Abstract In recent years, a marked increase in the relative use of sleeve gastrectomy (SG) has occurred. However, long-term head-to-head comparison of the impact of this bariatric surgery (BS) procedure with the still considered “gold standard” Roux-en-Y gastric bypass (GBP) in subjects with type 2 diabetes mellitus (T2DM) is surprisingly low. The aim of this review manuscript is to appraise current evidence on the potential of GBP and SG as long-term therapeutic tool for subjects with T2DM. In our opinion, unfortunately, review of current literature does not allow to properly answer which of the two ...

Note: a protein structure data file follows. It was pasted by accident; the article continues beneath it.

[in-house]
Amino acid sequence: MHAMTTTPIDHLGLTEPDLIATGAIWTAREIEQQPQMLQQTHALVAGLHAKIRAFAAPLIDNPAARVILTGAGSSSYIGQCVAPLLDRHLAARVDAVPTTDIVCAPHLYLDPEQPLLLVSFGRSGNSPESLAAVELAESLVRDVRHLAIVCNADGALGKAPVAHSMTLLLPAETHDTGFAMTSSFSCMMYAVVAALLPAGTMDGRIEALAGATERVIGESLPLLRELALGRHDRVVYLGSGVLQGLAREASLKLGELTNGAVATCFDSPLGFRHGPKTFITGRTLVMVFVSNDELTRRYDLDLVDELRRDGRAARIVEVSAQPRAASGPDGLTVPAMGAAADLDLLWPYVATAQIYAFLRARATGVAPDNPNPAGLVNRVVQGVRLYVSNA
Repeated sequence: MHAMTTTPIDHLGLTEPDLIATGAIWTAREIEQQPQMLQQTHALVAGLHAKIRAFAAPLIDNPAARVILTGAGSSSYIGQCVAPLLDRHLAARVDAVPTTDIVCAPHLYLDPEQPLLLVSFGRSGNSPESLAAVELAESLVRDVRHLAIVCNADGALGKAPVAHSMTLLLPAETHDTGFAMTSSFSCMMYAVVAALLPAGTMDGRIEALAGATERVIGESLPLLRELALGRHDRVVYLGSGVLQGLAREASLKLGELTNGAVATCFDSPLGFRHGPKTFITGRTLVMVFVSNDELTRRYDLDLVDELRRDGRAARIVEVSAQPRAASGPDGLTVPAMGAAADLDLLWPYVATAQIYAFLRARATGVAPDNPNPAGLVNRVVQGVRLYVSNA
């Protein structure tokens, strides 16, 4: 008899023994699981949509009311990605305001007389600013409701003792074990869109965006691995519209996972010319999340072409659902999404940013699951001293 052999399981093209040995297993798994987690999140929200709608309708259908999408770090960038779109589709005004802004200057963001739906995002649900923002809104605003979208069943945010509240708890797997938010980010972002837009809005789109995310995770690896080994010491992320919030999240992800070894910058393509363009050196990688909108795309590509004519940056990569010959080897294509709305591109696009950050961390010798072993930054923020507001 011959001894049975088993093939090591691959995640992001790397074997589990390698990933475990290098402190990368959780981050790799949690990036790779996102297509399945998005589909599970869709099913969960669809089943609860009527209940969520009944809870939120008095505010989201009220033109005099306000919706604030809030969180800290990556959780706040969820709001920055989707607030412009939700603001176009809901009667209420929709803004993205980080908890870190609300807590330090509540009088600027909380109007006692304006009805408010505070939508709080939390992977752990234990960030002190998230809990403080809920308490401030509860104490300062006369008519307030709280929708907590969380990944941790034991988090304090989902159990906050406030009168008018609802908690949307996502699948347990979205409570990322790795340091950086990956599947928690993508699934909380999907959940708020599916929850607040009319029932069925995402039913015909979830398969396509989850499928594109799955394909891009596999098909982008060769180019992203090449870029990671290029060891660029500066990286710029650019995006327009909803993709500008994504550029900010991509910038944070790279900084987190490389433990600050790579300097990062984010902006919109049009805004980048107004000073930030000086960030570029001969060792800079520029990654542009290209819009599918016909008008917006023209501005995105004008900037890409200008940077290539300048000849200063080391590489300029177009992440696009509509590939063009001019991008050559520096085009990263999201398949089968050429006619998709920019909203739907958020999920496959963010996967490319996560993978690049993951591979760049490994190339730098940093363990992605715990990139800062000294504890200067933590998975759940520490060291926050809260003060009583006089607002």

Source: Current Atherosclerosis Reports - August 24, 2015 Category: Cardiology Source Type: research

Catheter-based Renal Artery Denervation for Resistant Hypertension: Promise Unfulfilled or Unsettled?
Abstract Resistant hypertension affects approximately 10–15 % of the hypertensive population and is associated with an increased occurrence of adverse cardiovascular outcomes. Recently, renal denervation (RDN) has emerged as a novel, non-pharmacologic therapy for resistant hypertension that is designed to ablate the sympathetic nerves distributed around the renal arteries, thus diminishing sympathetic nervous system activity and its influence on hypertension. RDN appeared to have a powerful BP-lowering effect in early clinical trials. However, a pivotal follow-up trial, SYMPLICITY HTN-3, showed no addi...
Source: Current Atherosclerosis Reports - August 19, 2015 Category: Cardiology Source Type: research

A Review on Carotid Ultrasound Atherosclerotic Tissue Characterization and Stroke Risk Stratification in Machine Learning Framework